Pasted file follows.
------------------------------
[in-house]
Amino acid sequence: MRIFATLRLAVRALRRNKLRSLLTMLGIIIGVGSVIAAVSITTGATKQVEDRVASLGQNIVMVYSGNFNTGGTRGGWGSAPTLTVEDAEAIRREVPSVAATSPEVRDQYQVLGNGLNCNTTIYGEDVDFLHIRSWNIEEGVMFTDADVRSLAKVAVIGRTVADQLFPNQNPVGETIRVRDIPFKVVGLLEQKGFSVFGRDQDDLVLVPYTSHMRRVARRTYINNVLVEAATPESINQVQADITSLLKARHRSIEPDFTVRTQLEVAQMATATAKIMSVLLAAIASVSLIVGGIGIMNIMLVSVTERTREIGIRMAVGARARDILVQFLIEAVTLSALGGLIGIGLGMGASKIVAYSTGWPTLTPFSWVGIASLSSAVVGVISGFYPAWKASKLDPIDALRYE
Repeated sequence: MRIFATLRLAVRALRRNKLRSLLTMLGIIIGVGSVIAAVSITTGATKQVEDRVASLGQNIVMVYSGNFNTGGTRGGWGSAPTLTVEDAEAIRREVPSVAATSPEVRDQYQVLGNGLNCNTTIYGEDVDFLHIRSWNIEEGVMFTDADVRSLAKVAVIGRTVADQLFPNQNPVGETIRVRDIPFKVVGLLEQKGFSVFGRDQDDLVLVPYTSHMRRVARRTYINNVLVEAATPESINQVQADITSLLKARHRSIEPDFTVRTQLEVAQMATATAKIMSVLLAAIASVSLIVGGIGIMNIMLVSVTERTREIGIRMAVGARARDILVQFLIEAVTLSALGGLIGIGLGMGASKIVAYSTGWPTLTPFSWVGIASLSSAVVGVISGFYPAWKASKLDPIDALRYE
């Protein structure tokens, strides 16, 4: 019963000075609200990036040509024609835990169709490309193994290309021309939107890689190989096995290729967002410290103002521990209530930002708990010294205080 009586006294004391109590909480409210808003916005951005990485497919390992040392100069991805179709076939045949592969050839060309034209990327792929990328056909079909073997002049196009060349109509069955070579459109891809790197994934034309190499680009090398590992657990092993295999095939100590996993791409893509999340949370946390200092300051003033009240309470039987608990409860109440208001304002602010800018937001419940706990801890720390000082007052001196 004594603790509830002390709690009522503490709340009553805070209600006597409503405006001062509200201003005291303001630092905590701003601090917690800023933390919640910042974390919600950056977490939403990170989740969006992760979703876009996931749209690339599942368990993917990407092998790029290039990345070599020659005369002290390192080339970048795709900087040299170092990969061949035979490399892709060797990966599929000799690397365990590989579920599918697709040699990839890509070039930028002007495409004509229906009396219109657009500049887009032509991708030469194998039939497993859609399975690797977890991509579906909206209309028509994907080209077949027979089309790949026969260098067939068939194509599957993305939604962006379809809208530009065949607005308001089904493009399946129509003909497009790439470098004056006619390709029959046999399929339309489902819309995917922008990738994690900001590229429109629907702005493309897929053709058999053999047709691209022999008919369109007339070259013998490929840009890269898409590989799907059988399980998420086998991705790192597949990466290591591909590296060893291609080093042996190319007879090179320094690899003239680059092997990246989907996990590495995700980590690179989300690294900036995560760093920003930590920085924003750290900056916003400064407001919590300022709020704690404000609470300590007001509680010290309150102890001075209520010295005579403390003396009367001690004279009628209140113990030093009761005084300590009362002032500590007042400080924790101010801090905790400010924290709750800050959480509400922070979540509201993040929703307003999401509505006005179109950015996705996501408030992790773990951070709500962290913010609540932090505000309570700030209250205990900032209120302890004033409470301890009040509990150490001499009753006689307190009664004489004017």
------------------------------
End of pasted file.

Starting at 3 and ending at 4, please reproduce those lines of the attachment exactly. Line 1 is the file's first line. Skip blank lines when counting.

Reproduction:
Repeated sequence: MRIFATLRLAVRALRRNKLRSLLTMLGIIIGVGSVIAAVSITTGATKQVEDRVASLGQNIVMVYSGNFNTGGTRGGWGSAPTLTVEDAEAIRREVPSVAATSPEVRDQYQVLGNGLNCNTTIYGEDVDFLHIRSWNIEEGVMFTDADVRSLAKVAVIGRTVADQLFPNQNPVGETIRVRDIPFKVVGLLEQKGFSVFGRDQDDLVLVPYTSHMRRVARRTYINNVLVEAATPESINQVQADITSLLKARHRSIEPDFTVRTQLEVAQMATATAKIMSVLLAAIASVSLIVGGIGIMNIMLVSVTERTREIGIRMAVGARARDILVQFLIEAVTLSALGGLIGIGLGMGASKIVAYSTGWPTLTPFSWVGIASLSSAVVGVISGFYPAWKASKLDPIDALRYE
């Protein structure tokens, strides 16, 4: 019963000075609200990036040509024609835990169709490309193994290309021309939107890689190989096995290729967002410290103002521990209530930002708990010294205080 009586006294004391109590909480409210808003916005951005990485497919390992040392100069991805179709076939045949592969050839060309034209990327792929990328056909079909073997002049196009060349109509069955070579459109891809790197994934034309190499680009090398590992657990092993295999095939100590996993791409893509999340949370946390200092300051003033009240309470039987608990409860109440208001304002602010800018937001419940706990801890720390000082007052001196 004594603790509830002390709690009522503490709340009553805070209600006597409503405006001062509200201003005291303001630092905590701003601090917690800023933390919640910042974390919600950056977490939403990170989740969006992760979703876009996931749209690339599942368990993917990407092998790029290039990345070599020659005369002290390192080339970048795709900087040299170092990969061949035979490399892709060797990966599929000799690397365990590989579920599918697709040699990839890509070039930028002007495409004509229906009396219109657009500049887009032509991708030469194998039939497993859609399975690797977890991509579906909206209309028509994907080209077949027979089309790949026969260098067939068939194509599957993305939604962006379809809208530009065949607005308001089904493009399946129509003909497009790439470098004056006619390709029959046999399929339309489902819309995917922008990738994690900001590229429109629907702005493309897929053709058999053999047709691209022999008919369109007339070259013998490929840009890269898409590989799907059988399980998420086998991705790192597949990466290591591909590296060893291609080093042996190319007879090179320094690899003239680059092997990246989907996990590495995700980590690179989300690294900036995560760093920003930590920085924003750290900056916003400064407001919590300022709020704690404000609470300590007001509680010290309150102890001075209520010295005579403390003396009367001690004279009628209140113990030093009761005084300590009362002032500590007042400080924790101010801090905790400010924290709750800050959480509400922070979540509201993040929703307003999401509505006005179109950015996705996501408030992790773990951070709500962290913010609540932090505000309570700030209250205990900032209120302890004033409470301890009040509990150490001499009753006689307190009664004489004017």